Dhal, aka lentils and spice, is a handy ‘template’ recipes. Once you’ve got a hang of the basics there are infinite variations, making it a perfect standby meal.
The quickest version uses red lentils. These require no soaking, just rinse and go. If you’re using green (brown) lentils or other pulses, it’s a good idea to soak for a couple of hours and increase the cooking time. Check out this handy guide to Indian pulses for more information.
Dhal is perfect if you can’t handle hot food, as chillies are entirely optional. When eating with others who desire different levels of heat, you can skip the chillies and serve with sambal olek (a pre-made chilli condiment) or some chopped fresh chillies.
(Quantities are flexible – this recipe serves 2 to 4, depending on whether a side or main dish with rice)
1-2 tablespoons vegetable oil, coconut oil or ghee
1 large onion (brown, red or a couple of shallots), diced
2-3 cloves garlic, crushed
1 thumb-sized knob fresh ginger, finely chopped or grated
1 heaped teaspoon mustard seeds (optional)
1-2 green chillies, finely sliced (optional)
2 level teaspoons dried spices (eg. turmeric and/or roasted and crushed cumin and coriander seeds), garam masala or curry powder
1 cup red lentils, rinsed well
2-3 cups vegetable stock or water
Salt if required
Lemon or lime juice (optional)
More optional extras
Add some or all of the following for a deluxe dhal.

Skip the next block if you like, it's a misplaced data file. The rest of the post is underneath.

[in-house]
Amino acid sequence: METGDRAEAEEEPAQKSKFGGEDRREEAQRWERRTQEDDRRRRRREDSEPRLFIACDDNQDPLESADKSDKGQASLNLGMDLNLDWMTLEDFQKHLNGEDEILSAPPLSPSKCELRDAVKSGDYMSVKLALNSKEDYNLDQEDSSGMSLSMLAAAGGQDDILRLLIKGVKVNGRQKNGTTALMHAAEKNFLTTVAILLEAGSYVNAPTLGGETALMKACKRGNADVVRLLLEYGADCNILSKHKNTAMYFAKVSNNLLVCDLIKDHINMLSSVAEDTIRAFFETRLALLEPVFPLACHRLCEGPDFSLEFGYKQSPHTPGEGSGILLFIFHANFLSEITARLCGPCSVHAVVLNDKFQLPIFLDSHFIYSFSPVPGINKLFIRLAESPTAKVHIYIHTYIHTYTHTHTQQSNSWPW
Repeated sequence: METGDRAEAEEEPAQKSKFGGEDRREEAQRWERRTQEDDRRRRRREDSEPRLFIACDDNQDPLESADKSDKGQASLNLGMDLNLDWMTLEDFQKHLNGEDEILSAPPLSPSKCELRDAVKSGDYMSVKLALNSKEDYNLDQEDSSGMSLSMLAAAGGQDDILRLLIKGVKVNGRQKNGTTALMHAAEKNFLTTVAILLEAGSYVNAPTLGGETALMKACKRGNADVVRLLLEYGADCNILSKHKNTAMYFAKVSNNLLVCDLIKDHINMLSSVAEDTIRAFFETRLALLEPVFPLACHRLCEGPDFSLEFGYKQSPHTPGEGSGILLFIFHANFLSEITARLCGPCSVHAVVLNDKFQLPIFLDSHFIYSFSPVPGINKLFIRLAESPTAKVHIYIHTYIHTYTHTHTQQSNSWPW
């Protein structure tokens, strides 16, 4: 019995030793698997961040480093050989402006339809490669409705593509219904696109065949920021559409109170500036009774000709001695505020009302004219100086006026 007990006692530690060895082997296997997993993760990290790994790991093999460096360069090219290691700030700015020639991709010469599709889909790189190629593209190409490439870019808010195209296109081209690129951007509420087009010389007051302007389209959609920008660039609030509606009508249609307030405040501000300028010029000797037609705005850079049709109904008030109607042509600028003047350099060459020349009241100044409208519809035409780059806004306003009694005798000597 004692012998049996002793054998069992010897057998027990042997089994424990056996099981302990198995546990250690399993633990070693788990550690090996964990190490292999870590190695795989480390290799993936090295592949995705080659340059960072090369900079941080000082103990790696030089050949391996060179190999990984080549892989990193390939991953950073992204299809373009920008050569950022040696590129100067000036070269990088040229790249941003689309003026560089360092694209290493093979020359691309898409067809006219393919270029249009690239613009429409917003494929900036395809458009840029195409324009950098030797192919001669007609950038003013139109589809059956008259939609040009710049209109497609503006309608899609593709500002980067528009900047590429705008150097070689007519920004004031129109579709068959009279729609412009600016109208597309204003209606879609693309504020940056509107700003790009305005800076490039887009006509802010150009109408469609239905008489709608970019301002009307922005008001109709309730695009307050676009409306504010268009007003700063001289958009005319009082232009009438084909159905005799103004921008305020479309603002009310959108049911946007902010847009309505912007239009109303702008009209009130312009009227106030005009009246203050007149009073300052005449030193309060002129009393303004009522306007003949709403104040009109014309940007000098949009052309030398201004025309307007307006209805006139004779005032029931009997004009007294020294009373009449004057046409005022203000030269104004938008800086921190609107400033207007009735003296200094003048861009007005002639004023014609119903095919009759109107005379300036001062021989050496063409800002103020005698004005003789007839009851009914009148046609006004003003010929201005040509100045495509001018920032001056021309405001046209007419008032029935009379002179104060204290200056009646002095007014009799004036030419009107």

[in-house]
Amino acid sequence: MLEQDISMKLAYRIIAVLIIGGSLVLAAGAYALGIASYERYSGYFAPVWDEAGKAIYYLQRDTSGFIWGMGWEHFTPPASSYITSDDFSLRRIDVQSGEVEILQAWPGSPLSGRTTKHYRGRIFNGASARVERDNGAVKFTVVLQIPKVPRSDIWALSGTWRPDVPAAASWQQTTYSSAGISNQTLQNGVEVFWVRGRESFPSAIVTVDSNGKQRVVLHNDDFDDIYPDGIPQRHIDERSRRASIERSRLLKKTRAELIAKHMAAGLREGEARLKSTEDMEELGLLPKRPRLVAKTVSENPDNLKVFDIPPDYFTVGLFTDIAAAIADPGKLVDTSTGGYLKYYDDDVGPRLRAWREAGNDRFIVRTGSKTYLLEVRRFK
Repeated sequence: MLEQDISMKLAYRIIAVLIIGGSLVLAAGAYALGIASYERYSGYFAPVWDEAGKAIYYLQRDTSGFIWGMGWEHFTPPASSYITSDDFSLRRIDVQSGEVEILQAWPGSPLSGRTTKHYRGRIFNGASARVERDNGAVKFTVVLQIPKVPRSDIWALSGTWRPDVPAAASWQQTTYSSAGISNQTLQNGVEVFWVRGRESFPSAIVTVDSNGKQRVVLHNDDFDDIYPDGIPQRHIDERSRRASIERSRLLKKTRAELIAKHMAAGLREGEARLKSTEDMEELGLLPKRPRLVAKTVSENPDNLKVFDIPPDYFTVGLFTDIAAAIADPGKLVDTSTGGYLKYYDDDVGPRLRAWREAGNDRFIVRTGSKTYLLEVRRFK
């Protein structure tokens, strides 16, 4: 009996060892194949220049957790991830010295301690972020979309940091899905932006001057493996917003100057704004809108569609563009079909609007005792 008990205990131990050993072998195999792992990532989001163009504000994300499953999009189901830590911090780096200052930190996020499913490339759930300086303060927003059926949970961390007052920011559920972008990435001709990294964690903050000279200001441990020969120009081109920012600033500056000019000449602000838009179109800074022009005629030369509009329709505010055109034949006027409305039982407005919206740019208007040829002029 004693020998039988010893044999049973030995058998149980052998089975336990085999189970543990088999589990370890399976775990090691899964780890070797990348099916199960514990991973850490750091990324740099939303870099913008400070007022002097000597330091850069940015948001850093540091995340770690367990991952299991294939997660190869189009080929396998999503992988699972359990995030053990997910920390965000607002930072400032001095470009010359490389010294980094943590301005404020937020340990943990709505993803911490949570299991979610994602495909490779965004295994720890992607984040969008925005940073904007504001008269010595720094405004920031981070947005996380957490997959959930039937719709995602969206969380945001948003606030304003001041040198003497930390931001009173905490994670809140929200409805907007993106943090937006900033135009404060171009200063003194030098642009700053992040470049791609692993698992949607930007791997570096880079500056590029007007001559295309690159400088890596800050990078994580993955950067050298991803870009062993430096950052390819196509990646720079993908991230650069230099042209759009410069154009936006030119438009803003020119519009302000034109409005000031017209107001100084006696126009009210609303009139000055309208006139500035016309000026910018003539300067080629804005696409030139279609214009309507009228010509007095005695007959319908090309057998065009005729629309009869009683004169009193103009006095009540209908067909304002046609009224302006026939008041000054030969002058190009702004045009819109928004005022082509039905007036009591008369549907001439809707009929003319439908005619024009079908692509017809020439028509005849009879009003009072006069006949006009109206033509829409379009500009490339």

- 1 cup pumpkin, diced small (buttercup pumpkin is my favourite)
- 2 cups spinach or green leafy veg, rinsed and shredded)
- 1-2 ripe tomatoes, diced
- 1 cup coconut milk (leftover milk can be frozen and used later)
- Fresh coriander leaves
In a pot or large frying pan, sauté the onion in oil until soft. Add garlic, ginger, chilli and mustard seeds. Stir until the seeds start to pop, then add dried spices and move them around the pan for another minute or so until you can smell the spicy aroma. Stir through the lentils and add 2 cups of stock or water (only 1 cup initially if adding coconut milk and/or tomatoes).
Bring to a simmer. If adding vegetables, tomatoes or coconut milk do so now. Stir occasionally, adding more stock or water as required. Dhal is usually the consistency of porridge (though some prefer it more like a soup). You need enough fluid to cook the lentils (and vegetables if added).
Simmer for around 40 minutes on low, partially covered with a lid, until the lentils (and vegetables) are soft. Don’t forget to stir and check if there’s enough fluid. If it’s too soupy once the lentils are cooked, simmer with the lid off until the desired consistency. Once cooked, taste the dhal and add salt if required (it may not need any if you’re using stock). Turn off the heat. Stir through a squeeze of lemon and coriander leaves for a bit of zing, if desired.
Serve with brown basmati rice or over steamed vegetables, and with chutney and pickles (mango is my favourite) if you have any.